Cognitive Behaviour Therapies (CBT) for depression and anxiety disorders
At first I didn’t see how the CBT would help me, now I feel I’ve come a very long way in a short period of time.
Cognitive behavioural therapy (CBT) is a talking therapy that can help you manage your problems by changing the way you think and behave. It is most commonly used to treat anxiety disorders and depression.
CBT cannot remove your problems, but it can help you deal with them in a more positive way. It is based on the concept that your thoughts, feelings, physical sensations and actions are interconnected, and that negative thoughts and feelings can trap you in a vicious cycle.
CBT aims to help you crack this cycle by breaking down overwhelming problems into smaller parts and showing you how to change these negative patterns to improve the way you feel. Unlike some other talking treatments, CBT deals with your current problems, rather than focusing on issues from your past. It looks for practical ways to improve your state of mind on a daily basis.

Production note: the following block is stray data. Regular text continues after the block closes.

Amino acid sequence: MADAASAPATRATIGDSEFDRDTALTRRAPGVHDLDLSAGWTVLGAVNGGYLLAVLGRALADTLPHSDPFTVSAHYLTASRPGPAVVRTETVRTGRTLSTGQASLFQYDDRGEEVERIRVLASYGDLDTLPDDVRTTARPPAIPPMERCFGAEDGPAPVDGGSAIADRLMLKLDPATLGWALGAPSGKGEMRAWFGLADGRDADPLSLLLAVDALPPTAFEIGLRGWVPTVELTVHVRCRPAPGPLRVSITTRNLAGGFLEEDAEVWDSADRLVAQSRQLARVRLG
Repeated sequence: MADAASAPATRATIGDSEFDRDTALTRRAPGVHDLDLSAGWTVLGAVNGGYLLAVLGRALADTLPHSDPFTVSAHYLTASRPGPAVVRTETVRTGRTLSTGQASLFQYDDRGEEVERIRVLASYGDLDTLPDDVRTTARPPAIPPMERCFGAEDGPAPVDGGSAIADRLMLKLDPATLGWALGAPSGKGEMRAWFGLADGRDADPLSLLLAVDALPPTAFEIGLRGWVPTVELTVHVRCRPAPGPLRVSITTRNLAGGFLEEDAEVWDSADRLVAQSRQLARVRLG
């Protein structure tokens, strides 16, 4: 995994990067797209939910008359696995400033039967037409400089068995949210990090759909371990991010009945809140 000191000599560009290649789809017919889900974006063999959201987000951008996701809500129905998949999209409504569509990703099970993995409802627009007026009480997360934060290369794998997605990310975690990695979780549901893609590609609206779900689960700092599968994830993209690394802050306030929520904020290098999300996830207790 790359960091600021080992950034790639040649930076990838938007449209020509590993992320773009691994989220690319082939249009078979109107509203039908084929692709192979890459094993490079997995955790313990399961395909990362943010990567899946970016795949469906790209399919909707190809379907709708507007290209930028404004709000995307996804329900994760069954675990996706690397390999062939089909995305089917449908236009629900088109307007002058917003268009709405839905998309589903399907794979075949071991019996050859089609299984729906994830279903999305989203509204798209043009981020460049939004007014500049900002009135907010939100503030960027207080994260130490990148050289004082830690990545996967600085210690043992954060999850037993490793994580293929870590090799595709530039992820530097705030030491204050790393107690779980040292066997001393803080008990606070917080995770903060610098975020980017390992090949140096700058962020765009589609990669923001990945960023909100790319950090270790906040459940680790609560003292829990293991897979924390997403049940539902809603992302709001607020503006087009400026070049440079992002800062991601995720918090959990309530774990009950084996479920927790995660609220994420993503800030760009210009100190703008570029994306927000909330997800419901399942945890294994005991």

I have learnt so much about myself and CBT has enabled me to continue with everyday life (work, going out). I would strongly recommend CBT and First Step.
What happens during CBT sessions?
During the sessions, you will work with your therapist to break down your problems into their separate parts – such as your thoughts, physical feelings and actions.
You and your therapist will analyse these areas to work out if they are unrealistic or unhelpful and to determine the effect they have on each other and on you. Your therapist will then be able to help you work out how to change unhelpful thoughts and behaviours.
After working out what you can change, your therapist will ask you to practice these changes in your daily life and you will discuss how you got on during the next session.
The eventual aim of therapy is to teach you to apply the skills you have learnt during treatment to your daily life. This should help you manage your problems and stop them having a negative impact on your life – even after your course of treatment finishes.
CBT has been an excellent therapy and helped me move forward. I have a future now and have the skills to take my life forward.
These video clips show examples of what might happen in a session in the case for a patient with Obsessive Compulsive Disorder. The therapist and patient work together to understand the problem, what is keeping it going and how they might work together to make changes.
How many sessions will I need?
It varies greatly between patients but you and your therapist would usually agree a small number of sessions at the start to see if CBT is likely to be helpful to you.
How long will the sessions take?
Approximately 50 minutes.
How often will I be seen?
This varies on patients and also the stage of therapy but usually once every one or two weeks
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